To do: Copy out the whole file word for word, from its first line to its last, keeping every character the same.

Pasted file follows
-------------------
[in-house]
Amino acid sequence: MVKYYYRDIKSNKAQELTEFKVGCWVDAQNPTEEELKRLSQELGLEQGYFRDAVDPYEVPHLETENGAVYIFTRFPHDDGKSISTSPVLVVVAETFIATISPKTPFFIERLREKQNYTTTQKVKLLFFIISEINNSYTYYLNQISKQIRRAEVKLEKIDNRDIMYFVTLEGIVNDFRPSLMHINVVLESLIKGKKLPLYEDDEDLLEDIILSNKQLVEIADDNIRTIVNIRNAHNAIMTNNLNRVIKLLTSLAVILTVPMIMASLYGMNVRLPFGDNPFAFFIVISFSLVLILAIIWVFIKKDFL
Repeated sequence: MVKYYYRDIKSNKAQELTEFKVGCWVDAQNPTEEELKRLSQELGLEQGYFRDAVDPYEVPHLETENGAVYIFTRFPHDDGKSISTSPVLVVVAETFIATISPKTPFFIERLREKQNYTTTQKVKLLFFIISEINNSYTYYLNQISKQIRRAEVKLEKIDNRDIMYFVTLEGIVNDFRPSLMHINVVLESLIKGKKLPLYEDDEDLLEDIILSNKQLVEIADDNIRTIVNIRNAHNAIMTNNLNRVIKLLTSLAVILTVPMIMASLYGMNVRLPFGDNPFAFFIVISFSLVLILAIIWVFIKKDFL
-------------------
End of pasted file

[in-house]
Amino acid sequence: MVKYYYRDIKSNKAQELTEFKVGCWVDAQNPTEEELKRLSQELGLEQGYFRDAVDPYEVPHLETENGAVYIFTRFPHDDGKSISTSPVLVVVAETFIATISPKTPFFIERLREKQNYTTTQKVKLLFFIISEINNSYTYYLNQISKQIRRAEVKLEKIDNRDIMYFVTLEGIVNDFRPSLMHINVVLESLIKGKKLPLYEDDEDLLEDIILSNKQLVEIADDNIRTIVNIRNAHNAIMTNNLNRVIKLLTSLAVILTVPMIMASLYGMNVRLPFGDNPFAFFIVISFSLVLILAIIWVFIKKDFL
Repeated sequence: MVKYYYRDIKSNKAQELTEFKVGCWVDAQNPTEEELKRLSQELGLEQGYFRDAVDPYEVPHLETENGAVYIFTRFPHDDGKSISTSPVLVVVAETFIATISPKTPFFIERLREKQNYTTTQKVKLLFFIISEINNSYTYYLNQISKQIRRAEVKLEKIDNRDIMYFVTLEGIVNDFRPSLMHINVVLESLIKGKKLPLYEDDEDLLEDIILSNKQLVEIADDNIRTIVNIRNAHNAIMTNNLNRVIKLLTSLAVILTVPMIMASLYGMNVRLPFGDNPFAFFIVISFSLVLILAIIWVFIKKDFL